Children's Literature - Dr. Judy RowenThis is a chronological history of the All American Girls Professional Baseball League, the organization immortalized in the film, A League of Their Own. Wonderful sepia-toned photographs bring the league to life. Unfortunately, the text does not do as well as the illustrations. By choosing a strictly chronological structure, the author frequently loses the spirit by becoming mired in details. A timeline would have been helpful, to help keep track of the teams added and removed from the league's roster as well as the changes in the game itself-the ball was made smaller and smaller throughout the league's lifetime. The book is most likely to appeal to girls with athletic interests, who will still find much to enjoy within its pages. The spunk of the women who seized the chance to play professionally is evident.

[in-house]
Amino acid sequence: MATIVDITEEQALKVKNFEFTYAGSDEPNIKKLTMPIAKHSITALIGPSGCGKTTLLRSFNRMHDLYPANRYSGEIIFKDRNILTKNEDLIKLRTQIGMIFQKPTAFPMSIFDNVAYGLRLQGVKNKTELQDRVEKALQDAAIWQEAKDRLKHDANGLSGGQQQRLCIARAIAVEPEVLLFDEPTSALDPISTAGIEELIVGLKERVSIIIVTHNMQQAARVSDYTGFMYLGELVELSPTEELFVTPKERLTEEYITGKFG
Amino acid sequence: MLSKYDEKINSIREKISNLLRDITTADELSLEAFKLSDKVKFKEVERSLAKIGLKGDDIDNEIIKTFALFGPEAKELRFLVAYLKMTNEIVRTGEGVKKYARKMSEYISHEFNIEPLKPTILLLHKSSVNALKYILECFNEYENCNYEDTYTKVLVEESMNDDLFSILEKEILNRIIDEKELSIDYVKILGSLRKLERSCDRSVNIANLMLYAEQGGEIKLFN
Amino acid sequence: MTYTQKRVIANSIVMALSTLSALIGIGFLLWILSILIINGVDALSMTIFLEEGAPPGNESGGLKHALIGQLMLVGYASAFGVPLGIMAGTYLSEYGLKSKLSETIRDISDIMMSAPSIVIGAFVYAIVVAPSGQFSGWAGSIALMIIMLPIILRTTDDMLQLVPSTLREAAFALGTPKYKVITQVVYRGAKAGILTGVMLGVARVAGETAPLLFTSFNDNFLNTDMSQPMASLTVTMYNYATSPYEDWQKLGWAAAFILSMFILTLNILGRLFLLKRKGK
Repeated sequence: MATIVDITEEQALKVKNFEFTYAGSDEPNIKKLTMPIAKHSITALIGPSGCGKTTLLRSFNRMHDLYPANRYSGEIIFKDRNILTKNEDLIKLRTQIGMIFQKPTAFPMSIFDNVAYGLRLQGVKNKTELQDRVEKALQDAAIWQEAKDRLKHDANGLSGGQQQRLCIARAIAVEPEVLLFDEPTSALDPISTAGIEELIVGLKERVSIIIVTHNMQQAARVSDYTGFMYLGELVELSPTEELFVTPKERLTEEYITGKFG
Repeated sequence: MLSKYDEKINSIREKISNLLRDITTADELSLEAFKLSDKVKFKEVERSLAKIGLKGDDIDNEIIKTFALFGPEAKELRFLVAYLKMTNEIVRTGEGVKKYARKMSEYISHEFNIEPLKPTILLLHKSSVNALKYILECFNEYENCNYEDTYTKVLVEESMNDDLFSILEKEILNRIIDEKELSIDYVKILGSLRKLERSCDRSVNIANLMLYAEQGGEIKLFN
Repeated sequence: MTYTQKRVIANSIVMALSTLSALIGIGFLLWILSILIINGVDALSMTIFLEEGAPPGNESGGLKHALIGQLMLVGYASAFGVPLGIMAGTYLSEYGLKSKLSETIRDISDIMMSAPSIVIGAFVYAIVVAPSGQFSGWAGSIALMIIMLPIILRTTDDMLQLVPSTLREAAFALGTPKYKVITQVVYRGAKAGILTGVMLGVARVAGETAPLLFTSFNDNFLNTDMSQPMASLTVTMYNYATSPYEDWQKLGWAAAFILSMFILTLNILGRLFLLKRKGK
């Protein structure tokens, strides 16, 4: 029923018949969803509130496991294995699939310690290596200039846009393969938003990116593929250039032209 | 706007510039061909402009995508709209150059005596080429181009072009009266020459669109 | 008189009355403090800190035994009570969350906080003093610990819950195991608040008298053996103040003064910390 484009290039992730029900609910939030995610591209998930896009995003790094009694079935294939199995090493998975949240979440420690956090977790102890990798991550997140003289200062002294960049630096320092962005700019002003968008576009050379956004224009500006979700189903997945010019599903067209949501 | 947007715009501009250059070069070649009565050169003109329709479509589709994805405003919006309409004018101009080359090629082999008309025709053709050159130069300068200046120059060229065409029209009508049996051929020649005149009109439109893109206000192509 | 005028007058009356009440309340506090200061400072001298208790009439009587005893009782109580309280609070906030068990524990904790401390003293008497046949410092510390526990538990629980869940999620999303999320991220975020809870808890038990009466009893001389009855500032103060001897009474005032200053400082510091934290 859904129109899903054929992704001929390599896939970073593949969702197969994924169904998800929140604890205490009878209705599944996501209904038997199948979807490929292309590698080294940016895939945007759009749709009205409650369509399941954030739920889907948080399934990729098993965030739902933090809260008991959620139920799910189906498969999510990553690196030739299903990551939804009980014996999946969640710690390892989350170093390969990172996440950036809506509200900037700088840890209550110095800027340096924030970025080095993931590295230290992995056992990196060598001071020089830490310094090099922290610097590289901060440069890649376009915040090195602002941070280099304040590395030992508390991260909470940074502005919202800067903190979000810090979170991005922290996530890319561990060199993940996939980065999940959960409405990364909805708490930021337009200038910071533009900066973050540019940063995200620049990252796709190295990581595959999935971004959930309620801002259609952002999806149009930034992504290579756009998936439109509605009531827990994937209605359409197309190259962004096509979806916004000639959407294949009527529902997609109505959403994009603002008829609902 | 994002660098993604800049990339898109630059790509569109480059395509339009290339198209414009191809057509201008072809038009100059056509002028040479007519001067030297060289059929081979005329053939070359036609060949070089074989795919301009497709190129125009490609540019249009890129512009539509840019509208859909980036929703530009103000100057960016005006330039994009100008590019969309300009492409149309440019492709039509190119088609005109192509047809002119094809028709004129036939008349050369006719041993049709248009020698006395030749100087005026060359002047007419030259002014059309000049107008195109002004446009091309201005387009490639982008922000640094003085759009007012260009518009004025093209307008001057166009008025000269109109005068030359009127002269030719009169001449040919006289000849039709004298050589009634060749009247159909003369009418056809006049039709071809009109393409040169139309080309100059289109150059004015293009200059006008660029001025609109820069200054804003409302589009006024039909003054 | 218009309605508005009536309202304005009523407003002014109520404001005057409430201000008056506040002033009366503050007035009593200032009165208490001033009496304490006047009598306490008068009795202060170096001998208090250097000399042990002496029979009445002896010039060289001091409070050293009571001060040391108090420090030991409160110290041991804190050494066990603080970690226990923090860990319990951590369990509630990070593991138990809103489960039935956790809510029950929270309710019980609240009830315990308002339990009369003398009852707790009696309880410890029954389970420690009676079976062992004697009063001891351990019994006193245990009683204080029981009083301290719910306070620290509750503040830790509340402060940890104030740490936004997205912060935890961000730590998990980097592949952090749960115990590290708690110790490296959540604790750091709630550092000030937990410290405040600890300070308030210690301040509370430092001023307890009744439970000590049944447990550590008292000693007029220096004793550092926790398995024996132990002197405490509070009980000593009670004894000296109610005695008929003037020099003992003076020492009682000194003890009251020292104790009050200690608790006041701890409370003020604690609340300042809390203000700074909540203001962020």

School Library Journal - School Library JournalGr 5-9-This title takes a personal look at the league and its players. The author's acknowledgements indicate that much of the information was gathered through interviews and correspondence with the players and others associated with the AAGPBL. Unfortunately, no direct documentation is provided, even though quotes are used liberally. Many of the candid black-and-white photographs that are peppered throughout were also obtained from those involved with the league. Sue Macy's A Whole New Ball Game (Holt, 1993) is still the best book on the subject, though its reading level is more advanced. Trudy Hanmer's All-American Girls Professional Baseball League (New Discovery, 1994) is comparable to Galt's title in format and reading level, but is more of an overall history of women in baseball. Up to the Plate provides an intimate look at the AAGPBL and its participants and will serve well as a supplement to Macy's in-depth history.-Tom S. Hurlburt, La Crosse Public Library, WI
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